Iran’s pro-government media on Wednesday gave extensive coverage of the Saqr missile, saying it has been used in Iraq to target US soldiers in Syria and Yemen by Iranian-backed Houthi militia. This links Iran to all these attacks without giving direct credit to Iran.
According to the Tasnim source, this “mystery” missile has been used in numerous places connected to pro-Iranian forces in the Middle East. The fact that the missile can detect targets using optical and thermal technologies explains its function as a cruise missile and “loitering” munition.
The report also “patrols” the sky, looking for the target to be destroyed. It is loaded with explosives and a proximity fuse that detonates when the target is close enough for the 10kg warhead to detonate.
According to the Tasnim report, the Saqr missile has so far managed to destroy at least three Saudi drones in the skies of Yemen.
“Such a missile, which is actually an innovation in air defense systems, is a suitable weapon for targeting drones and helicopters at low altitude; the Americans and Saudis use large numbers of targets in the skies over Iraq and Yemen,” he says.
The missile, according to Iranian media, “consists of three parts: propulsion, guidance and control, and the missile’s warhead.” It has a unique design. The article claims it has a “microjet engine,” noting that most air defense missiles run on “solid fuel.”
Next, the article discusses the weapon’s autopilot, data link, and GPS. According to IRGC Aerospace Forces Commander Amir Ali Hajizadeh, “drone power is a new power that has emerged and has numerous branches, some of which are Iranian creations. There are numerous examples of drone-based surface-to-air defense missiles developed by Iran.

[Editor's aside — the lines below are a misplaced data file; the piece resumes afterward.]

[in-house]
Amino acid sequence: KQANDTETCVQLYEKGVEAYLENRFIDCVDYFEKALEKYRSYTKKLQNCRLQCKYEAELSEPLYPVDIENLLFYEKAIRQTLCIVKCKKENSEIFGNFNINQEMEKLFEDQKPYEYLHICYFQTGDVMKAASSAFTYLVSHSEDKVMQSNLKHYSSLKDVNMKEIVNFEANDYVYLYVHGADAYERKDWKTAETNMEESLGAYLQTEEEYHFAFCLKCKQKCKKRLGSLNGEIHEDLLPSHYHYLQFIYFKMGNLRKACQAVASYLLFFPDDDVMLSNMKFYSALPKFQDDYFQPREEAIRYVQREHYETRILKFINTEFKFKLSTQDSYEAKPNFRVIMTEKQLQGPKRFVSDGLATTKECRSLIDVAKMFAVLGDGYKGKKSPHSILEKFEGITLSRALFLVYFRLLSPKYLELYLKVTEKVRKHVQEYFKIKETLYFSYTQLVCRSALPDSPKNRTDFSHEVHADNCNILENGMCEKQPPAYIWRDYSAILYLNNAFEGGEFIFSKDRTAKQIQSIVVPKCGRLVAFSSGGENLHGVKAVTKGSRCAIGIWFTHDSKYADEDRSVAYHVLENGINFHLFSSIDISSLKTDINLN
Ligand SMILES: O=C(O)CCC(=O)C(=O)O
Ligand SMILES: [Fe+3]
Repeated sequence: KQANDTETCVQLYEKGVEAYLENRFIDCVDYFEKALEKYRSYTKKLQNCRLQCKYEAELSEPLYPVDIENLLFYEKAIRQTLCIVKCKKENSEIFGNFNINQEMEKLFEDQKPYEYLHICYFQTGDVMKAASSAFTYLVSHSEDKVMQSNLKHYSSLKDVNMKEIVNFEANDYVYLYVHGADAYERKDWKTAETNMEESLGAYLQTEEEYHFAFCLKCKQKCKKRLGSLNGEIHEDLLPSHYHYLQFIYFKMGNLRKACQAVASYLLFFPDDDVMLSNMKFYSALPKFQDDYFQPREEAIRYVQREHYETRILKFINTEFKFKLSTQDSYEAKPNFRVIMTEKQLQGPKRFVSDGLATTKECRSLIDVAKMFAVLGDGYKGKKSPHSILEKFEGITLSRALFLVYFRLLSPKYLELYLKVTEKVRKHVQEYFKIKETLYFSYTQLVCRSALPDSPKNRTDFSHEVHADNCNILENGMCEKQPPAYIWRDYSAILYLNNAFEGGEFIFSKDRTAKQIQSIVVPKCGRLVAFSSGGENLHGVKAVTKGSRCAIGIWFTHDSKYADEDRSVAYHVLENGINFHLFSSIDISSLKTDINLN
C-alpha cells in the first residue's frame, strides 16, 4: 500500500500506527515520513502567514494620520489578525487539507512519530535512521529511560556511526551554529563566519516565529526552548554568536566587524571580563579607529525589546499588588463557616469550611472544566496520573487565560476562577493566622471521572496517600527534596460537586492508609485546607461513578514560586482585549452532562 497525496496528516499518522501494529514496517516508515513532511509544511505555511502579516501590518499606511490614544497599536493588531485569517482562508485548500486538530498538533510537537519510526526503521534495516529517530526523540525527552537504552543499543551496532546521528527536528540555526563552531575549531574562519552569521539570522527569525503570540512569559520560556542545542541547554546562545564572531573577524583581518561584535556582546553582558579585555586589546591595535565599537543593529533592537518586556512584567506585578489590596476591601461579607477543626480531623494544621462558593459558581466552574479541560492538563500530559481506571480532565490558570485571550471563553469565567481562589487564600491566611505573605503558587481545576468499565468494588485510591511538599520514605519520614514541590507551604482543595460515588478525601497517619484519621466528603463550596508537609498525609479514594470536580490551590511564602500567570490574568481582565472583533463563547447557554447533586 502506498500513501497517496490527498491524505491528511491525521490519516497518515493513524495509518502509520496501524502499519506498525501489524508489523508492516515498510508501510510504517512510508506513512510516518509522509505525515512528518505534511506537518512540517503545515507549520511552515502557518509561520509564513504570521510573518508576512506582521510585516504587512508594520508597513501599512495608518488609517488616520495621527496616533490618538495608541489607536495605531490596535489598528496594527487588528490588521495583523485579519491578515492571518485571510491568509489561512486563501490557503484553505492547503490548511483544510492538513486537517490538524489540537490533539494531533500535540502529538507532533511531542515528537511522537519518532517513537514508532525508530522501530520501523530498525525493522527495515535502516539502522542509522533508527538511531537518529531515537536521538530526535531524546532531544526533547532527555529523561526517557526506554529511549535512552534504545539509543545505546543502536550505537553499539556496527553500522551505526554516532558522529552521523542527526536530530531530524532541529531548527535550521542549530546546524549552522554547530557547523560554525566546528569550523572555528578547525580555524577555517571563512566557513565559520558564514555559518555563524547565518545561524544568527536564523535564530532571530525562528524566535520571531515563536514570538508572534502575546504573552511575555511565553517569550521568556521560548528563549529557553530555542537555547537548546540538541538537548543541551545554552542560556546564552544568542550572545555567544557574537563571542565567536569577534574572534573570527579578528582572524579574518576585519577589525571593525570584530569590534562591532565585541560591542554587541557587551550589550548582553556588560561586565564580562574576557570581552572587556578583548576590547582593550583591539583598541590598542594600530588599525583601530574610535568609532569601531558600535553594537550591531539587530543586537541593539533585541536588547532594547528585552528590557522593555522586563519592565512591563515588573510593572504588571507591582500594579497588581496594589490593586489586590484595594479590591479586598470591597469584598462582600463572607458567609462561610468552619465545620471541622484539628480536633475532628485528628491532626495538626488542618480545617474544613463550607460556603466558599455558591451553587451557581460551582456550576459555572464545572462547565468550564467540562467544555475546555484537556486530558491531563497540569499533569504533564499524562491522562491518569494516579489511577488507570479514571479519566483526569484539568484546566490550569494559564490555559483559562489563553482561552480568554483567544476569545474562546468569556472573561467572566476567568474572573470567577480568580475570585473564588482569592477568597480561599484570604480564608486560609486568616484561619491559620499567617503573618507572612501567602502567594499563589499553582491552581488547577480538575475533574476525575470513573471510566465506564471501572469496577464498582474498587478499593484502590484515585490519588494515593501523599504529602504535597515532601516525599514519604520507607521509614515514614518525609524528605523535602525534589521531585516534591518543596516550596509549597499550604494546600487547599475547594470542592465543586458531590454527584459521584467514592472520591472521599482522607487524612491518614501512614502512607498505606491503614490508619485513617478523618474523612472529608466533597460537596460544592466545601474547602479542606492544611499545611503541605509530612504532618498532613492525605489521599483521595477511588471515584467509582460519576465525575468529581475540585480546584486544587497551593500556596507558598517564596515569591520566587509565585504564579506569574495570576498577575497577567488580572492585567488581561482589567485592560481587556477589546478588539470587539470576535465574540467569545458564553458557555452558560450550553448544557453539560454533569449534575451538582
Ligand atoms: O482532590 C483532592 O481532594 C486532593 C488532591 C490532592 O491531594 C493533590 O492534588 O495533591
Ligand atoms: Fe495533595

This missile has been discussed before. The Quds-3 land-attack cruise missile and the Saqr-1 surface-to-air missile were two less unexpected weapons on display, according to the Iran Watch website in November 2022.
Both the Quds (which the US calls “351”) and the Saqr (which the US calls “358”) were taken by Western warships that were trying to stop weapons from going to Yemen.
The website claims that the Saqr-1 had previously been used to attack ground targets in Syria by Iranian-backed groups, but this is the first time the Houthis have exhibited it.
Another website claims that the missile is 2.75 meters long and weighs up to 50 kilograms when fuel is added. It can work in several ways, such as against air targets or “loitering” and searching for ground targets. Thus, operators will have numerous opportunities to use the weapon.
Why is Iran suddenly talking about this missile? It has existed for a long time, and its use in the area was already assumed and presumed. After the drone assault in Isfahan, does Iran reveal it as a form of threat?
When pro-regime Iranian news channels produce pieces like these, it is important to ask the following questions. Future sightings of this missile in the area are certainly conceivable. Another question is whether it is capable of what many articles claim.